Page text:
Friday, October 21, 2016
How to Overcome the Challenges of Change
It's impossible to change a person who doesn't want to change. Show me a miserable person who has no desire to improve his or her attitude and I'll show you a lost cause. Be careful. Misery loves company and you may get sucked in if you're betting you can make a difference and you stay too long. The secret to inspiring change is to get others to want to change. That's it. It's so simple.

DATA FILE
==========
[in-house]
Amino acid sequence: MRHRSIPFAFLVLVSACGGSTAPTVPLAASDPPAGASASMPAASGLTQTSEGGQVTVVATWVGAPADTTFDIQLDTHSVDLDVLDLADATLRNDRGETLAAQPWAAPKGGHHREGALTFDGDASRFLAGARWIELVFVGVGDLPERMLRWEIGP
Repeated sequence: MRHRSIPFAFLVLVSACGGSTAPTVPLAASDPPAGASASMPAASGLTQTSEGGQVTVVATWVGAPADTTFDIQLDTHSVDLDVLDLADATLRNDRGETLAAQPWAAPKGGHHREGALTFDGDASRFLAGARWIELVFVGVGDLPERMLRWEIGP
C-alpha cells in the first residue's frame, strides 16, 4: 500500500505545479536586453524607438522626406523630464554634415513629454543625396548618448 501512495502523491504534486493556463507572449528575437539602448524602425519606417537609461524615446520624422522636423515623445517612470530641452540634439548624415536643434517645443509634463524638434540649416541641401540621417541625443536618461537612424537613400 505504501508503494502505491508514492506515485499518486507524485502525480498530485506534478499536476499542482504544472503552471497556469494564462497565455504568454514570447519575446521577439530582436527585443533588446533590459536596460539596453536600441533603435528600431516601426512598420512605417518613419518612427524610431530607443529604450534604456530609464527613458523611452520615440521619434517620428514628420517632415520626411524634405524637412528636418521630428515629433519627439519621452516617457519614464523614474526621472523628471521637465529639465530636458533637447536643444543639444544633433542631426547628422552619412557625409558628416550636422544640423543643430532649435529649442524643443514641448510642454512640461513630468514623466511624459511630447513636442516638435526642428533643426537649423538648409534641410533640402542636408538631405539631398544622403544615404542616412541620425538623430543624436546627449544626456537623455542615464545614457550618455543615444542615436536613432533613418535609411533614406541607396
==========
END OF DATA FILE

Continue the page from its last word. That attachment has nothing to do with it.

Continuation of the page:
You may be wondering: How do I get others to want to change? You need to convince them that the idea you're offering will somehow make their lives better than the current course of action. The solution must appear more valuable than the cost to make the change. Make your solution bite-sized, meaning easy to swallow in tiny portions. I'll share an example from my days as a tennis instructor. I met people who told me there was no way they could ever learn to play tennis because they were too uncoordinated or the game was too complicated. I told them something one of my mentors shared, "there are only four mistakes you can make and once you understand how to correct them you can be your own coach and master the game on your own." The four mistakes are hitting the ball into the net, hitting the ball over the back line called the baseline, or too far to the right or the left. The tilt of the racket determines if you're hitting in the net or long and the timing of the swing determines if the ball is going left or right. Adjusting the tilt and/or the timing of the swing allows the ball to remain in play. Done. Now you can play tennis. If you don't believe me, you will never pick up a racket and try. That's okay. This story is not for you. But if you do believe me, I'll see you on the courts. You are now an overcomer of challenges. Congratulations. Have a great day.